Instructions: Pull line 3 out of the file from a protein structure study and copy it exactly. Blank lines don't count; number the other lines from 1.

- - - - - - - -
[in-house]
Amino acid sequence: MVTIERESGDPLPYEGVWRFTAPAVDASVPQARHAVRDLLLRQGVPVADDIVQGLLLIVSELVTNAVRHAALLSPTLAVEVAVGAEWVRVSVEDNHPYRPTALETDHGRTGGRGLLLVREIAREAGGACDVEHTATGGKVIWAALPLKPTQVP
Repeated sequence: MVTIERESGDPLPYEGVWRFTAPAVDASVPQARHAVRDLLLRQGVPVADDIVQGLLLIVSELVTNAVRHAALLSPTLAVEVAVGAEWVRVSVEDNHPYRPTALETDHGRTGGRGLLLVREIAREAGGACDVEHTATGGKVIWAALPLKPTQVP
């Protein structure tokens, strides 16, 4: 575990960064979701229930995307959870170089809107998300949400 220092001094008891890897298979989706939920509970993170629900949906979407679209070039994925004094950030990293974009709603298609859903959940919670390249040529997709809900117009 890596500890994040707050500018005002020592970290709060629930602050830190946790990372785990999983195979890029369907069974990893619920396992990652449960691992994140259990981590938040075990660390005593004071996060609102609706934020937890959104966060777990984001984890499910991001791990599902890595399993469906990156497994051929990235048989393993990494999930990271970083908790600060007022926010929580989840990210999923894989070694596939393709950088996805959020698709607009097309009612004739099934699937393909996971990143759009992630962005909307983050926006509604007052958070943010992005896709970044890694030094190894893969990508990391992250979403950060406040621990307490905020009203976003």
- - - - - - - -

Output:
Repeated sequence: MVTIERESGDPLPYEGVWRFTAPAVDASVPQARHAVRDLLLRQGVPVADDIVQGLLLIVSELVTNAVRHAALLSPTLAVEVAVGAEWVRVSVEDNHPYRPTALETDHGRTGGRGLLLVREIAREAGGACDVEHTATGGKVIWAALPLKPTQVP